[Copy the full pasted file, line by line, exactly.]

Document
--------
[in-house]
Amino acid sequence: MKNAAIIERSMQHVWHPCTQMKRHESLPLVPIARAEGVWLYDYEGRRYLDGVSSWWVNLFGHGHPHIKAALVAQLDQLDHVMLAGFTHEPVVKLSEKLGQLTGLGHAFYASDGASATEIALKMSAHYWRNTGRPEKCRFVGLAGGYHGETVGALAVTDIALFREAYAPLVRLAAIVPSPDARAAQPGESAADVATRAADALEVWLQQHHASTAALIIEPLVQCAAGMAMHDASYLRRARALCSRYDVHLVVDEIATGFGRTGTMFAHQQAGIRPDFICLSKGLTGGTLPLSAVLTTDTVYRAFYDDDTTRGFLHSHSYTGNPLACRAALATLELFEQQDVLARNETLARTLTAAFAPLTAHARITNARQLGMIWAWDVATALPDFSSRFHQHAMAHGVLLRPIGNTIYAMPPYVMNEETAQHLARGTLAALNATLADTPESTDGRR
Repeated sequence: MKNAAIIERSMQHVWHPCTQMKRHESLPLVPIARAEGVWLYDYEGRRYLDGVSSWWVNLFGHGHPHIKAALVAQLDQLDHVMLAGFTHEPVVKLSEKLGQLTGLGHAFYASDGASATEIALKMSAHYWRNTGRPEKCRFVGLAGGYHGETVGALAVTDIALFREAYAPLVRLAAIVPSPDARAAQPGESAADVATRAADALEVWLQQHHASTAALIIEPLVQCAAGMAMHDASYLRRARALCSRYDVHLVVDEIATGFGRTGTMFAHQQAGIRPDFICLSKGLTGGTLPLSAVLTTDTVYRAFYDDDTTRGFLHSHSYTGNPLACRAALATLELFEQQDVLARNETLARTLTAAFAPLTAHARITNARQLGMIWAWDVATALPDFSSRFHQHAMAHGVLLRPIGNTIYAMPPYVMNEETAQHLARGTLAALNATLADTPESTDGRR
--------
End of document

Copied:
[in-house]
Amino acid sequence: MKNAAIIERSMQHVWHPCTQMKRHESLPLVPIARAEGVWLYDYEGRRYLDGVSSWWVNLFGHGHPHIKAALVAQLDQLDHVMLAGFTHEPVVKLSEKLGQLTGLGHAFYASDGASATEIALKMSAHYWRNTGRPEKCRFVGLAGGYHGETVGALAVTDIALFREAYAPLVRLAAIVPSPDARAAQPGESAADVATRAADALEVWLQQHHASTAALIIEPLVQCAAGMAMHDASYLRRARALCSRYDVHLVVDEIATGFGRTGTMFAHQQAGIRPDFICLSKGLTGGTLPLSAVLTTDTVYRAFYDDDTTRGFLHSHSYTGNPLACRAALATLELFEQQDVLARNETLARTLTAAFAPLTAHARITNARQLGMIWAWDVATALPDFSSRFHQHAMAHGVLLRPIGNTIYAMPPYVMNEETAQHLARGTLAALNATLADTPESTDGRR
Repeated sequence: MKNAAIIERSMQHVWHPCTQMKRHESLPLVPIARAEGVWLYDYEGRRYLDGVSSWWVNLFGHGHPHIKAALVAQLDQLDHVMLAGFTHEPVVKLSEKLGQLTGLGHAFYASDGASATEIALKMSAHYWRNTGRPEKCRFVGLAGGYHGETVGALAVTDIALFREAYAPLVRLAAIVPSPDARAAQPGESAADVATRAADALEVWLQQHHASTAALIIEPLVQCAAGMAMHDASYLRRARALCSRYDVHLVVDEIATGFGRTGTMFAHQQAGIRPDFICLSKGLTGGTLPLSAVLTTDTVYRAFYDDDTTRGFLHSHSYTGNPLACRAALATLELFEQQDVLARNETLARTLTAAFAPLTAHARITNARQLGMIWAWDVATALPDFSSRFHQHAMAHGVLLRPIGNTIYAMPPYVMNEETAQHLARGTLAALNATLADTPESTDGRR